On his 1988 self-titled debut, Malian singer Ali Farka Touré introduced the world to desert blues, invoking John Lee Hooker comparisons with a finger-picked guitar style that captivated audiences from the Sahara to the United States. His son Vieux, born in 1981, soon followed his father into music, but at first, he did so in secret. Although Ali wished for him to become a soldier, he began playing drums and calabash, then moved to Bamako (Mali’s capital) to study guitar at the Institut National des Arts. Dad eventually came around, and the pair even recorded together before the elder’s 2006 death.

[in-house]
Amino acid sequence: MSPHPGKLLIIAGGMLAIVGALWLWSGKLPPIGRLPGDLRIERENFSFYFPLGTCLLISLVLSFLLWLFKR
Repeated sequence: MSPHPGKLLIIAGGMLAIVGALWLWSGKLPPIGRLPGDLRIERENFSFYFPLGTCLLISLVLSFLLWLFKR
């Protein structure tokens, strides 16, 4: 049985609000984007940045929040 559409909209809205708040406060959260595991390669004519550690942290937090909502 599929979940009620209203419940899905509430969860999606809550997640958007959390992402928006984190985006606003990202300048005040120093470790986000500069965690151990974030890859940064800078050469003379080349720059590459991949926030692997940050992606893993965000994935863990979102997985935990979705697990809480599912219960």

“I believe that where I am today and what I am doing is all thanks to the blessings of my mother and father – and God,” Vieux Farka Touré tells Rolling Stone. “I don’t have any regrets because I spent a lot of time with my father. We traveled together, we played together. But, as we say, all good things must come to an end.”
Above, watch Vieux unfurl a blanket in an open field and play “Laisse Les Phases” from his father’s 2004 double-album, Red & Green. The clip was directed by Sam Shainberg, who is currently working on Vieux Mali, a narrative film that follows Vieux as he crosses his home country by motorcycle, visiting local musicians in the aftermath of the 2012 Taureg rebellion.